Again, this is major handwaving. You cliam that a major bit of evidence for the posibility of life in other areas of the solar system (and our origin) is not enought for you and your mystical scientists. Well what is?

Darth_Racer
2003-Mar-07, 05:56 AM
On 2003-03-06 22:47, g99 wrote:
My current astronomy book and my Astronomy professor both gave the time of Heavy bombardment as 4.6-4.0 bya. With the late Bombardemnt haing lots of icy comets. So it is not just 3.9. but then again that is just one source.

What is your sorce?

Also why is it so hard to believe that life evolved in only 40 b.y.? We have found simple amino acids and other life necessary chemicals on asteroids and comets. So if some of those hit the earth and survived impact, they could of combined.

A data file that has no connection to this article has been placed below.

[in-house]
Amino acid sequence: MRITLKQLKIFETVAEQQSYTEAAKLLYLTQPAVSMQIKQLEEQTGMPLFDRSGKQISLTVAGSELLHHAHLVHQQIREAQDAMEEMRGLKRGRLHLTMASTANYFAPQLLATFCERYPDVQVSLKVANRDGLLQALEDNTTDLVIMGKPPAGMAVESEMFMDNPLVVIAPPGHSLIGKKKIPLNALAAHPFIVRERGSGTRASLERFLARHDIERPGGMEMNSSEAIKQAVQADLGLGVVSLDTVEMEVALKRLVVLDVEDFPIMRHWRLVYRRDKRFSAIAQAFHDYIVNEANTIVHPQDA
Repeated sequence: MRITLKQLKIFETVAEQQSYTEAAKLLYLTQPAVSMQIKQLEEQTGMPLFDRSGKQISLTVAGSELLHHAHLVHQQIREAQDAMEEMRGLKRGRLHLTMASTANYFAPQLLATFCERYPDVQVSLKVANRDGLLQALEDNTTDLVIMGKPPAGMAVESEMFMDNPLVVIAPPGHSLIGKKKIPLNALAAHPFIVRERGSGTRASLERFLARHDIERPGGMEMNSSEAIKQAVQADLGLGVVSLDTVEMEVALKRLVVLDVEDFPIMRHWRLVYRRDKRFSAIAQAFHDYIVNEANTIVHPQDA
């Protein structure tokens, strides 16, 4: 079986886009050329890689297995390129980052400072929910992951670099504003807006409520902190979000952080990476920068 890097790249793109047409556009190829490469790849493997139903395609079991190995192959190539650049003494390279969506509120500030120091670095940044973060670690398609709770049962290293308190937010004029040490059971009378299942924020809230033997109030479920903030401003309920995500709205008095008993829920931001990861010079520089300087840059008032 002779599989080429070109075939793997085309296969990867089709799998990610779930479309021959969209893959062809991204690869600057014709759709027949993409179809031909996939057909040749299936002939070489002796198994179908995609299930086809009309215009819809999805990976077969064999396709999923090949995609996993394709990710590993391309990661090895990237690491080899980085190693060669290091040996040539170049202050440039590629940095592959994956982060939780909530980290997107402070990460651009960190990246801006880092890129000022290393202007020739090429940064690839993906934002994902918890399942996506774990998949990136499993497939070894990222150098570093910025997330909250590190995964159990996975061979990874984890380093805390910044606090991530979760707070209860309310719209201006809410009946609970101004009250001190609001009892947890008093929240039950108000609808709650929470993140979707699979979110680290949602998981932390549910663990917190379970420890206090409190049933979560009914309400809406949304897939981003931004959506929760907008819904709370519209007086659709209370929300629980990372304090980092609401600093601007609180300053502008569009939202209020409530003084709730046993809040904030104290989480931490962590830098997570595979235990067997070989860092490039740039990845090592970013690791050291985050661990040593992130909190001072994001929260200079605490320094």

Just look at how far we have changed sine the last major extinction event. Drastic changes have happened since then.

P.S. Welcome to the board!! /phpBB/images/smiles/icon_smile.gif



Good heavy bombardment question...4.0-4.6 billion years as opposed to 3.9-4.0 billion years....I'll check additional sources and get back to you on that one.

As far as your other questions are concerned, naturalistic evolution doesn't allow for life to evolve that quickly or easily...life is complex...very complex.
Prebiotic molecules delivered to Earth via comets and meteorites would not have been properly homochiral (as in "right-handed" or "left-handed") – and proper homochirality is an essential condition for life.